It was snowing heavily outside in Davos, but things got pretty heated inside a small dining room in the rustic Rinaldi Hotel where, Saturday morning, roughly 20 journalists from around the world had gathered around a rectangular table for an informal, on-the-record discussion with John McCain and Lindsey Graham.
There was talk of Iran, China (blogged here by BusinessWeek's Bruce Nussbaum), a growing trend toward protectionism, and, of course, Iraq.
Toward the end of the conversation, I raised my hand and asked McCain:
"Given that you've said that you are 'scared to death that it's going to be a very hot spring in Afghanistan,' and given that you have also said, repeatedly, that only a substantial increase in troops in Iraq would make a real difference, why not send the 21,000 troops headed to Iraq, in what is clearly an act of desperation, to Afghanistan instead?"
During his response, McCain equated those opposing his position with "the far left."
"Do you consider Sam Brownback part of the far left?" I jumped in.
The Senator flared and told me that if I'd only let him finish his answer instead of interrupting, we could have "a civil discussion."
He then continued on about why he supports the escalation (see his speech to the AIE if you need a refresher). Along the way, he denied that he had used the phrase "the far left."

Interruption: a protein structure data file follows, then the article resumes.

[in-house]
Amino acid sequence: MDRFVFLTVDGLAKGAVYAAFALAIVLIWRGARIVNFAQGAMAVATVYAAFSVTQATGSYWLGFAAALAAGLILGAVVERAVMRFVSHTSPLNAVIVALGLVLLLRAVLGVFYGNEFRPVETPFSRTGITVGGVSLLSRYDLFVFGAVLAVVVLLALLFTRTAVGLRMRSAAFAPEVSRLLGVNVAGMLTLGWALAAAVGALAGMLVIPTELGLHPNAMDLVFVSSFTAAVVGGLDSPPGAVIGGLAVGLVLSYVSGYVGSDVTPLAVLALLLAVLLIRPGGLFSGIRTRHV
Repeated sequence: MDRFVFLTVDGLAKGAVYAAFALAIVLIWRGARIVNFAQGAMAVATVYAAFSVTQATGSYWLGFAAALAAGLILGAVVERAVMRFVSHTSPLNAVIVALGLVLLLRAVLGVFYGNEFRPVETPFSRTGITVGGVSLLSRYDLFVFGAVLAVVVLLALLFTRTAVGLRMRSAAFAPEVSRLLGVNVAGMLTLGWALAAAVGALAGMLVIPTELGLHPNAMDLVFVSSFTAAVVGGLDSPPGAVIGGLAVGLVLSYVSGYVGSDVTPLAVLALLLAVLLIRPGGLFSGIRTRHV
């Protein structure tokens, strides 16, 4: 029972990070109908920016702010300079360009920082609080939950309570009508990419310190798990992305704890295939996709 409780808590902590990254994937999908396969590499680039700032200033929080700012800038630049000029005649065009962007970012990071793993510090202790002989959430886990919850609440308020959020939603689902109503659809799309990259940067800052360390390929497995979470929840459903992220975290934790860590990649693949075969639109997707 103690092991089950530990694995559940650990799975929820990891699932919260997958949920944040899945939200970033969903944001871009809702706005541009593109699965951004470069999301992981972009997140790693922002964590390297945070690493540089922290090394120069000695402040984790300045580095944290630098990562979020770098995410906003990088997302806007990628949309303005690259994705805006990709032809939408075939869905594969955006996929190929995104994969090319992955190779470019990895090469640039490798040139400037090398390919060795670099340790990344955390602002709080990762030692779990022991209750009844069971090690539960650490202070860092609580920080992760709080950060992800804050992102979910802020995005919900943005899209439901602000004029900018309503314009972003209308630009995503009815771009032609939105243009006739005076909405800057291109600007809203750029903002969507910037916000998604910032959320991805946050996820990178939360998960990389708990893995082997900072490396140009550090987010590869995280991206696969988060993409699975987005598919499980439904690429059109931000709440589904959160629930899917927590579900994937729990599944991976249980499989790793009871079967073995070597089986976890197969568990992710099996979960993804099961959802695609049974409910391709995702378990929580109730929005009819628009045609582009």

Wow, I thought, the Straight Talk Express has run so far off the rails McCain is now denying things he'd said in front of close to two-dozen note-taking journalists not half-a-minute before.
I pressed on: "You keep presenting the Iraq debate in terms of left vs right and Democrat vs Republican, when there are clearly major rifts in your own party over the direction we should take. And you yourself have changed your mind about the number of troops we need."
With a growing edge in his voice, McCain explained that he had sat down with General Patraeus. "He looked me in the eye," said McCain, "and told me 'I can do it with 21,000. And if I can't, I'll ask for more.'" McCain went on to say he believes that in a country of 300 million we should be able to have a large enough volunteer army to do whatever we need to do.
"That's all very good in theory," I replied, "but, in practice, where are these additional troops going to come from? And you keep saying that the American people are 'frustrated' about Iraq, which totally minimizes the outrage there is at continuing to be mislead by this administration."
He had clearly had it with me and told me that since what I had just said was a statement and not a question, he didn't have to respond.
He took a couple more questions and got up to leave. Then -- back in touch with the gracious John McCain so many of us fell in love with in 2000 -- he went out of his way to come over to me, shake my hand, and wish me well.
Suddenly, with McCain out of the room, the debate in the room shifted away from Iraq and onto McCain's temper - with the consensus being summed up by Anatol Kaletsky of the London Times: "It appears that his short fuse will become a problem for him during the campaign."
Indeed, if he loses his temper over being called out for marginalizing opposition to Iraq as "far left" (the hoariest of GOP talking points), this is going to be a really long campaign trail for John McCain - offering anyone with a cellphone camera endless opportunities to make their mark on YouTube.